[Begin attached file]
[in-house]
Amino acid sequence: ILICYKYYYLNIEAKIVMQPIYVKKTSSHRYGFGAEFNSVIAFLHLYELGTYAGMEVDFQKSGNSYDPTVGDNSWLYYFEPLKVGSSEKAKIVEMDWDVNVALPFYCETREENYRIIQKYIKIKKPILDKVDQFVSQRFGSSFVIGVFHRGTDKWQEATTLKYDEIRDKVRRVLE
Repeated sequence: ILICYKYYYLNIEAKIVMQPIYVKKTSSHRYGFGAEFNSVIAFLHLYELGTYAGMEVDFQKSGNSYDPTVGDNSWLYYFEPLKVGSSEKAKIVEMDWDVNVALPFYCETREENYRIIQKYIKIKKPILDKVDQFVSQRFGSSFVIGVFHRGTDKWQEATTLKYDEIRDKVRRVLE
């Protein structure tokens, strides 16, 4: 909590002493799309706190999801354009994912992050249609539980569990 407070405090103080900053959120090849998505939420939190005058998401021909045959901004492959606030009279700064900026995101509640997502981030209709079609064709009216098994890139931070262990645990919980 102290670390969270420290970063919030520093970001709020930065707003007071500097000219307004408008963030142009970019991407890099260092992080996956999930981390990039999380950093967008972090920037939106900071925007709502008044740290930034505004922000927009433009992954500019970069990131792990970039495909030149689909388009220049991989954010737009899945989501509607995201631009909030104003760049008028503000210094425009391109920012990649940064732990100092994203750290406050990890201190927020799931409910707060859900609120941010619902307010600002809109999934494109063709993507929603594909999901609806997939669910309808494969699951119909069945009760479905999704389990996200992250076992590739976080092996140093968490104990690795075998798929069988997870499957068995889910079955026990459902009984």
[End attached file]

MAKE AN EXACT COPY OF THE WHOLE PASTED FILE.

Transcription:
[in-house]
Amino acid sequence: ILICYKYYYLNIEAKIVMQPIYVKKTSSHRYGFGAEFNSVIAFLHLYELGTYAGMEVDFQKSGNSYDPTVGDNSWLYYFEPLKVGSSEKAKIVEMDWDVNVALPFYCETREENYRIIQKYIKIKKPILDKVDQFVSQRFGSSFVIGVFHRGTDKWQEATTLKYDEIRDKVRRVLE
Repeated sequence: ILICYKYYYLNIEAKIVMQPIYVKKTSSHRYGFGAEFNSVIAFLHLYELGTYAGMEVDFQKSGNSYDPTVGDNSWLYYFEPLKVGSSEKAKIVEMDWDVNVALPFYCETREENYRIIQKYIKIKKPILDKVDQFVSQRFGSSFVIGVFHRGTDKWQEATTLKYDEIRDKVRRVLE
């Protein structure tokens, strides 16, 4: 909590002493799309706190999801354009994912992050249609539980569990 407070405090103080900053959120090849998505939420939190005058998401021909045959901004492959606030009279700064900026995101509640997502981030209709079609064709009216098994890139931070262990645990919980 102290670390969270420290970063919030520093970001709020930065707003007071500097000219307004408008963030142009970019991407890099260092992080996956999930981390990039999380950093967008972090920037939106900071925007709502008044740290930034505004922000927009433009992954500019970069990131792990970039495909030149689909388009220049991989954010737009899945989501509607995201631009909030104003760049008028503000210094425009391109920012990649940064732990100092994203750290406050990890201190927020799931409910707060859900609120941010619902307010600002809109999934494109063709993507929603594909999901609806997939669910309808494969699951119909069945009760479905999704389990996200992250076992590739976080092996140093968490104990690795075998798929069988997870499957068995889910079955026990459902009984």